Sympatho-renal axis in chronic disease. / Sobotka, Paul A.; Mahfoud, Felix; Schlaich, Markus P.; Hoppe, Uta C.; Böhm, Michael; Krum, Henry.

In: Clinical Research in Cardiology, Vol. 100, No. 12, 12.2011, p. 1049-1057.

Research output: Contribution to journalReview article

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T1 - Sympatho-renal axis in chronic disease

AU - Sobotka, Paul A.

AU - Mahfoud, Felix

AU - Schlaich, Markus P.

AU - Hoppe, Uta C.

AU - Böhm, Michael

AU - Krum, Henry

PY - 2011/12

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N2 - Essential hypertension, insulin resistance, heart failure, congestion, diuretic resistance, and functional renal disease are all characterized by excessive central sympathetic drive. The contribution of the kidney's somatic afferent nerves, as an underlying cause of elevated central sympathetic drive, and the consequences of excessive efferent sympathetic signals to the kidney itself, as well as other organs, identify the renal sympathetic nerves as a uniquely logical therapeutic target for diseases linked by excessive central sympathetic drive. Clinical studies of renal denervation in patients with resistant hypertension using an endovascular radiofrequency ablation methodology have exposed the sympathetic link between these conditions. Renal denervation could be expected to simultaneously affect blood pressure, insulin resistance, sleep disorders, congestion in heart failure, cardiorenal syndrome and diuretic resistance. The striking epidemiologic evidence for coexistence of these disorders suggests common causal pathways. Chronic activation of the sympathetic nervous system has been associated with components of the metabolic syndrome, such as blood pressure elevation, obesity, dyslipidemia, and impaired fasting glucose with hyperinsulinemia. Over 50% of patients with essential hypertension are hyperinsulinemic, regardless of whether they are untreated or in a stable program of treatment. Insulin resistance is related to sympathetic drive via a bidirectional mechanism. In this manuscript, we review the data that suggests that selective impairment of renal somatic afferent and sympathetic efferent nerves in patients with resistant hypertension both reduces markers of central sympathetic drive and favorably impacts diseases linked through central sympathetics-insulin resistance, heart failure, congestion, diuretic resistance, and cardiorenal disorders.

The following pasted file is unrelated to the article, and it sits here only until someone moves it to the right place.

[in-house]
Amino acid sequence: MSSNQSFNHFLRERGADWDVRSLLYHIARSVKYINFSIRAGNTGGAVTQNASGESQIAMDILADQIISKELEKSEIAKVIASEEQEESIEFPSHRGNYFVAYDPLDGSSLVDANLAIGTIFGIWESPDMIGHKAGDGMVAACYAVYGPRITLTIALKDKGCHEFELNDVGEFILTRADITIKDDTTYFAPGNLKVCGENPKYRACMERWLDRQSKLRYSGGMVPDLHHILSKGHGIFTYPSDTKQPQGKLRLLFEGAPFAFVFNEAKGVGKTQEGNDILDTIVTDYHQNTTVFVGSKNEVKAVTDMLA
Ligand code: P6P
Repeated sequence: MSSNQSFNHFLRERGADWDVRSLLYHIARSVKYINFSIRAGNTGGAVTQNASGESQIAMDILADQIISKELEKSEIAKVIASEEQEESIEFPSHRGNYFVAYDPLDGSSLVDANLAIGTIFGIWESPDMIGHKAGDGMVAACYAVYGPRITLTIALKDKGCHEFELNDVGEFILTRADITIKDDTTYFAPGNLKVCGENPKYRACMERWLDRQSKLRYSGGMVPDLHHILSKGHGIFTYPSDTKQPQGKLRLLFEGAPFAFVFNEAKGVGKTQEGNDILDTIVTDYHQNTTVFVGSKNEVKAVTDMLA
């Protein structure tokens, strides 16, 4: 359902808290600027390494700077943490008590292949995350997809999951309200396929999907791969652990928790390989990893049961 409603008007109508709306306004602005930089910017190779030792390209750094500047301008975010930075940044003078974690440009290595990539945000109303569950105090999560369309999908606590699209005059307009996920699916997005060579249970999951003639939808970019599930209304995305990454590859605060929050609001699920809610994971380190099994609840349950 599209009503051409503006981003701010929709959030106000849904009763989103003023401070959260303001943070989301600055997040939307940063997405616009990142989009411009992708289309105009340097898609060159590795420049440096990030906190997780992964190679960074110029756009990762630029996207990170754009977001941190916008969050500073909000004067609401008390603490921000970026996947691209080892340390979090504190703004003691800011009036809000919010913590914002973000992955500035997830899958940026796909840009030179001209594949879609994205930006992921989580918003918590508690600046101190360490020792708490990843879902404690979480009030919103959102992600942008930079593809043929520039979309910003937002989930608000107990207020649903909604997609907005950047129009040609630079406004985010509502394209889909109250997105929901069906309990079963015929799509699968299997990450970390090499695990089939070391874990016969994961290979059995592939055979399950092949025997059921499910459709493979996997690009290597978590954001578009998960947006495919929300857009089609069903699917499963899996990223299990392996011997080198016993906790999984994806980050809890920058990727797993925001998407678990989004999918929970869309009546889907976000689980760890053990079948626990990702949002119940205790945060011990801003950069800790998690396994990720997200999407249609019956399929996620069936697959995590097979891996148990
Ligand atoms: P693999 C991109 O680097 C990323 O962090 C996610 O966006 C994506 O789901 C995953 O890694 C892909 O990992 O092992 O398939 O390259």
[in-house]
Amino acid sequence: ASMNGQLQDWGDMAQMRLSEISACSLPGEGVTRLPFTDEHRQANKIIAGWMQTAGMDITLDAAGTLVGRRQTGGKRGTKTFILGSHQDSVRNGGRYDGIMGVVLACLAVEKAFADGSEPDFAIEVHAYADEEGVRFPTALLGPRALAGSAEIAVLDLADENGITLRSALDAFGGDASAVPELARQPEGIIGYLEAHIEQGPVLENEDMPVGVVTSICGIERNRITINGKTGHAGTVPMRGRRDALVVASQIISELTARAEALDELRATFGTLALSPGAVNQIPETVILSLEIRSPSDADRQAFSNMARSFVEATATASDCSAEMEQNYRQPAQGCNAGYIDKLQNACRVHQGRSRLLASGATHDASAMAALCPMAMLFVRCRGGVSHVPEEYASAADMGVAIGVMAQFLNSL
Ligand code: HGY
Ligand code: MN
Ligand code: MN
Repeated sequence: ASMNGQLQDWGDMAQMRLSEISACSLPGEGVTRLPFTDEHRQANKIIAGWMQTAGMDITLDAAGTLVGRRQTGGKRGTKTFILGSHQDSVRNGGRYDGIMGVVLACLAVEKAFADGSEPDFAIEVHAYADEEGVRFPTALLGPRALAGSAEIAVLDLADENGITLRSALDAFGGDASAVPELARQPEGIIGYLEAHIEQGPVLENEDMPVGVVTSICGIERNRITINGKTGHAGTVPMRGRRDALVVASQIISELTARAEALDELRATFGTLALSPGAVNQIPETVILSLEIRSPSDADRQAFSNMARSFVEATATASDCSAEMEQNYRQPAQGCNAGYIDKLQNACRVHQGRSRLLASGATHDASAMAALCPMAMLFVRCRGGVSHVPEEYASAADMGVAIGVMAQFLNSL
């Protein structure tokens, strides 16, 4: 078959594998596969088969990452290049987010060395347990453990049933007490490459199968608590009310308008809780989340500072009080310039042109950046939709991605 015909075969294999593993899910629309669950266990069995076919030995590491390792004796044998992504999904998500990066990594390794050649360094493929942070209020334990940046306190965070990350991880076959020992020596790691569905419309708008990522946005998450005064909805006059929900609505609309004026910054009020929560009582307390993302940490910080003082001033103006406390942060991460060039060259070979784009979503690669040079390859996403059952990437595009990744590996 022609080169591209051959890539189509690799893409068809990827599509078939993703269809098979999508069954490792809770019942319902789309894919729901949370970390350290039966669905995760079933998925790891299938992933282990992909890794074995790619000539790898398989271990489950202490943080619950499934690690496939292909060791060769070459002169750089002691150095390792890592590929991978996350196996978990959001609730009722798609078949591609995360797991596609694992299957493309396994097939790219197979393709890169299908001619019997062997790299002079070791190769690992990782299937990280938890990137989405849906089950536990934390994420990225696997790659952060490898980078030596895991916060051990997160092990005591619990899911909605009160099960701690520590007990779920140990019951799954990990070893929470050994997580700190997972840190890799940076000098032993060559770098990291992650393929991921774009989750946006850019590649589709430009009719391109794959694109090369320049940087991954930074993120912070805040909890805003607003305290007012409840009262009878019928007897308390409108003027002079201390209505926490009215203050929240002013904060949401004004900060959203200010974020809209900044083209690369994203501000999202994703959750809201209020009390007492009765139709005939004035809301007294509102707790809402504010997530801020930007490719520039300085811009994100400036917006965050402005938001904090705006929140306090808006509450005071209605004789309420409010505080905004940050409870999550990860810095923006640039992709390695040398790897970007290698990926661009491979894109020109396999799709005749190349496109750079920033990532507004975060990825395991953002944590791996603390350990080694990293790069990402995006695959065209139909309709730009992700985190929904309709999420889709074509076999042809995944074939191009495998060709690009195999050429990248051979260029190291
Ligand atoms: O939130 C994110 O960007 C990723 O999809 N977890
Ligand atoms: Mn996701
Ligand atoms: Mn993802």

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KW - Congestion

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KW - Hypertension

KW - Insulin resistance

KW - Renal denervation

KW - Sleep apnea

KW - Sympathetic nervous system

KW - Symplicity HTN-2

KW - Tachycardiac arrhythmias

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U2 - 10.1007/s00392-011-0335-y

DO - 10.1007/s00392-011-0335-y

M3 - Review article

VL - 100

SP - 1049

EP - 1057

JO - Clinical Research in Cardiology

JF - Clinical Research in Cardiology

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Sobotka PA, Mahfoud F, Schlaich MP, Hoppe UC, Böhm M, Krum H. Sympatho-renal axis in chronic disease. Clinical Research in Cardiology. 2011 Dec;100(12):1049-1057. https://doi.org/10.1007/s00392-011-0335-y